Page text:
Hot and sour soup sounds so deceptively simple. Hot. Sour. How difficult can that be? Well, plenty, at least for this home cook. In the past when I’ve made the soup, it’s turned out, ehh. A few problems emerged: the delicate balance of hot and sour was off, or the color was not quite right, or there was a general lack of deep, rich flavor. Basically, my hot and sour was not great, not terrible, certainly nothing I’d be proud to serve to other people. Just… okay.
It’s always made me a little crazy that as a Chinese-American, I haven’t mastered this signature soup.
But then, neither have many Chinese restaurants, and they make this stuff every day. The situation is especially dire at Chinese takeout spots, whose representatives I’m convinced are all meeting in some clandestine location to pass around the same awful hot and sour recipe, that starts off, How to make a hot and sour soup that’s neither hot nor sour.
So what makes for an exceptional hot and sour soup? For me it boils down to these essential elements: Rich, velvety dark color; a smattering of tofu, wood ear mushrooms, bamboo shoots and shredded pork; a zing of vinegar that penetrates the nostrils; peppery heat that intensifies at the back of the throat.
And if it takes the rest of my life, I’m gonna perfect this soup, dammit.
I’m getting closer, pulling together components from different recipes. This resulting recipe works pretty well.
(Note: I left out the pork, but if you use it, cut some pork tenderloin into shreds and marinate it in sherry, sesame oil and a pinch of sugar.)
4 cups chicken stock
1 tbsp minced ginger
1/2 cup shredded bamboo shoots
1/2 cup wood ears
1 block soft tofu, cut into strips
4 scallions, minced
3 tbsp cider vinegar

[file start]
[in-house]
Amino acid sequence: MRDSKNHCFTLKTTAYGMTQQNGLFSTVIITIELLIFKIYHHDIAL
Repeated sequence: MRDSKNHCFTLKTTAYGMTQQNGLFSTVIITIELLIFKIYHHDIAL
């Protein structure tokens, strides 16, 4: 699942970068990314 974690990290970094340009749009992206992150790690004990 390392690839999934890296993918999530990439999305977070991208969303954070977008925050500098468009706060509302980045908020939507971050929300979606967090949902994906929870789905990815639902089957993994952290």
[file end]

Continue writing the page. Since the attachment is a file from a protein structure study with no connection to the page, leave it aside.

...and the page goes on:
2 tbsp soy sauce
1 tbsp sesame oil
1 tbsp chili oil
1/2 tsp ground black pepper (or more depending on taste)
2 tbsp cornstarch
1 egg, beaten
First, hydrate the wood ears, which come dried in a package. They go by different names in Asian groceries, like wood ears, cloud ears, tree ears, and the most unappealing, black fungus.
Soak them in warm water for about 20 minutes until softened. They’ll expand in the water like gummy bears, so a small handful goes a long way. (Am I the only one who put gummy bears in water as a kid just to watch them double in size?)
Combine the vinegar through cornstarch in a bowl.
Bring the stock to a boil, reduce it to a simmer, and add the ginger, pork (if using), tofu, bamboo shoots and wood ears.
Bring the liquid back to a boil, pour in the vinegar mixture and stir. The soup should start to thicken (but not too much) from the cornstarch.
Here’s the fun part. Turn off the heat, and kind of stream the beaten egg into the soup while stirring with a chopstick. If you do it right, it should form these little strands.
Sprinkle in the chopped scallion and give the soup a taste. Needs more sour? Add a splash of vinegar. Needs more hot? Add a touch of chili oil and extra black pepper.
I’m liking the balance of this recipe a lot, and the soup has a nice glossy sheen, but even still, there’s a last little oomph that’s missing — that depth of flavor you taste in a hot and sour soup at a good Chinese restaurant. I’m not sure what the secret is — maybe a bit of garlic? The quality of the chicken stock?
The tinkering continues.